Only in Detroit could a music club be open twice a week and stay in business, but that’s the beauty of Cafe D’Mongo’s Speakeasy, an enduring and idiosyncratic hub of culture downtown. The club’s owner — Larry Mongo — insists on being open only Friday and Saturday nights, which adds to the peculiar charm of D’Mongo’s, and embodies the spirit of the most interesting Detroiters, those who refuse to do things the “normal” way. Cafe D’Mongo’s Speakeasy is a former jazz club, which Mongo was forced to close in 1993 on account of rising violence in the area. But he reopened the spot in 2007, and despite his insistence on not advertising or promoting in any way, Detroiters can’t get enough of the place.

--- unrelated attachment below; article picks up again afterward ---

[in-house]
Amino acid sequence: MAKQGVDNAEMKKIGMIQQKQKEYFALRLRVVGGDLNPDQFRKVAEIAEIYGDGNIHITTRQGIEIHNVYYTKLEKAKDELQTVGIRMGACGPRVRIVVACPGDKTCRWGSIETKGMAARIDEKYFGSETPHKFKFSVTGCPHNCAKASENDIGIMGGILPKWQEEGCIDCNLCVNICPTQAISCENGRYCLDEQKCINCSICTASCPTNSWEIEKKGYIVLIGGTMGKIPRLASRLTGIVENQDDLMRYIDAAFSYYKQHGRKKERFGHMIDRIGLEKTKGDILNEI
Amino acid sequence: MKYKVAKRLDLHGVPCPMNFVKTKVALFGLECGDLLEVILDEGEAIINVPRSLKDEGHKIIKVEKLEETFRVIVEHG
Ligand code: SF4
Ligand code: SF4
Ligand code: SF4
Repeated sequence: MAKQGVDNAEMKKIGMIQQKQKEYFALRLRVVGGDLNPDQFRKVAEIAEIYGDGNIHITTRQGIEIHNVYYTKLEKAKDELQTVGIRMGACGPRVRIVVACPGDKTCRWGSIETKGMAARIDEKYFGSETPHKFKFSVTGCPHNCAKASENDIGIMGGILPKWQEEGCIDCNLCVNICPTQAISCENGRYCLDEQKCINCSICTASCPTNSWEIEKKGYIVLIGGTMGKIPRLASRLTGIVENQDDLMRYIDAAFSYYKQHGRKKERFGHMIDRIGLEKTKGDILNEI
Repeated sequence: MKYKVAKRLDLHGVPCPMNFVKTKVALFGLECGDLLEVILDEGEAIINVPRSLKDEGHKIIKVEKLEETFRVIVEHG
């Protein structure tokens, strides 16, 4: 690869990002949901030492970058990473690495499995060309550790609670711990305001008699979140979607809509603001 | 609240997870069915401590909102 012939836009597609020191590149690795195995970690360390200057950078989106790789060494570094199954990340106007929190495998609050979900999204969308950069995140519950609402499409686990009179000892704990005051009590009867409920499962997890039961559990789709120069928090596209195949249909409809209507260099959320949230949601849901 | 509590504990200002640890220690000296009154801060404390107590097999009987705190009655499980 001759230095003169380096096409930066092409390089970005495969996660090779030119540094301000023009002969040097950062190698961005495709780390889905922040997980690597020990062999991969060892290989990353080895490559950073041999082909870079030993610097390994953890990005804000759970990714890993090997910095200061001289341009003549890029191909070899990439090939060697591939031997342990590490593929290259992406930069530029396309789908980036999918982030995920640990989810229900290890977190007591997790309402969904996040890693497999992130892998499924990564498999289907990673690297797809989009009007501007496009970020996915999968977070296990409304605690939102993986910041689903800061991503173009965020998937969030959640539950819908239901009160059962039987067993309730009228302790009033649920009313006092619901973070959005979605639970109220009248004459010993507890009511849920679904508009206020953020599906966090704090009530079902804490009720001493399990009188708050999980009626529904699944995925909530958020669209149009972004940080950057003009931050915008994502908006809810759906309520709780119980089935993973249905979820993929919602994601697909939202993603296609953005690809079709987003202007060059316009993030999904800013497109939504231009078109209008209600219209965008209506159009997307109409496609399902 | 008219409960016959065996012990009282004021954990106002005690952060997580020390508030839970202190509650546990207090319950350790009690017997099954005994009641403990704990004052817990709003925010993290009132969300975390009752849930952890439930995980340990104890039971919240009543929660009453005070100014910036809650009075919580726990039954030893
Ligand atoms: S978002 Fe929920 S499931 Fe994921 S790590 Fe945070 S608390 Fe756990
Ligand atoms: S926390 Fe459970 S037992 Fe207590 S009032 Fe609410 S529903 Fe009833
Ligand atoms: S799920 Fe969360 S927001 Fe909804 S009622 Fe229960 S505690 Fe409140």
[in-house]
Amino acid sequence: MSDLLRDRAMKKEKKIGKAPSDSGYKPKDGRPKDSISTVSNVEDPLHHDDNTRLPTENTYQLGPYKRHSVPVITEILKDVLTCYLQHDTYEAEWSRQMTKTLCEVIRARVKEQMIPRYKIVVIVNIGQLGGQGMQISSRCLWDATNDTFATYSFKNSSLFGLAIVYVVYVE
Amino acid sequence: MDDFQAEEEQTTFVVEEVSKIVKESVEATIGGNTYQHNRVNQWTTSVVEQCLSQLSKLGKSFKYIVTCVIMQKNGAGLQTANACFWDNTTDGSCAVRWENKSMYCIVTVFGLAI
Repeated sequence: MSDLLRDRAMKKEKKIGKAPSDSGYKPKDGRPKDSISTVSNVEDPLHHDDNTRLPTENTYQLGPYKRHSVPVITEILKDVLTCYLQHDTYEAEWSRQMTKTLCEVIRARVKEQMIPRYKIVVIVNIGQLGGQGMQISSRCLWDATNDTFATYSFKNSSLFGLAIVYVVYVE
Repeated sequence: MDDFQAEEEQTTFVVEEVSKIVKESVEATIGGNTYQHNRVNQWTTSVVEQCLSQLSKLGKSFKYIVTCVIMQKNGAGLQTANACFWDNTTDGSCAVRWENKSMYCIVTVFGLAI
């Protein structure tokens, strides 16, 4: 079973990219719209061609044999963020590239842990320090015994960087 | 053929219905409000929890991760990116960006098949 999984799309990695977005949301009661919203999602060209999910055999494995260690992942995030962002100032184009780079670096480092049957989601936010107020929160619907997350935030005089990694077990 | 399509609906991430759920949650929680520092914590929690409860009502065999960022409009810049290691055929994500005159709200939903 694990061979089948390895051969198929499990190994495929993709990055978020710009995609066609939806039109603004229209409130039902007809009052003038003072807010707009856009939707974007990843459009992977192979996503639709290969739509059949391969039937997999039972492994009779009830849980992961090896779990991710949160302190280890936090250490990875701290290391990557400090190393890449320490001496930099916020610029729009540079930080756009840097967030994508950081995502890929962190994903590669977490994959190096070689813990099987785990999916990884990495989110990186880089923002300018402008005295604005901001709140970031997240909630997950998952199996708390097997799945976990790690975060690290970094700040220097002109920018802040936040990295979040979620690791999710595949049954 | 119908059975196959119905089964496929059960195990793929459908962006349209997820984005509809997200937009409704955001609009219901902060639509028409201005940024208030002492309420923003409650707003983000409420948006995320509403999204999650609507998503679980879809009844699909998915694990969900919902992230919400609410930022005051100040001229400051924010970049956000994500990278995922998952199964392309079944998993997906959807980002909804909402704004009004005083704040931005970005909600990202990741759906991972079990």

I visited the club last Friday and was treated to a performance of jazz piano and soulful acoustic music. While I listened to the music, I couldn’t help but gaze around me at the club’s décor, which is a hodgepodge of vintage and elegant furniture and wall-hangings, side by side with installations of faux-gold records and ancient jazz posters — it evokes the glamour of three-piece suits and evening gowns, combined with the ingrained DIY culture of Detroit, which is used to making due with what’s on hand. What’s on hand is a diverse and enthusiastic crowd, soaking up the atmosphere of offbeat styling and lo-fi entertainment. There’s also a full bar, of course, and a charmingly limited menu of soul food (both the chicken and ribs are delicious). Live performances by local musicians at an idiosyncratic club with delicious soul food? Let’s call it the Detroit trifecta.
All photos by Sarah Sharp.
Cafe d’Mongo’s Speakeasy: 1439 Griswold St, cafedmongos.com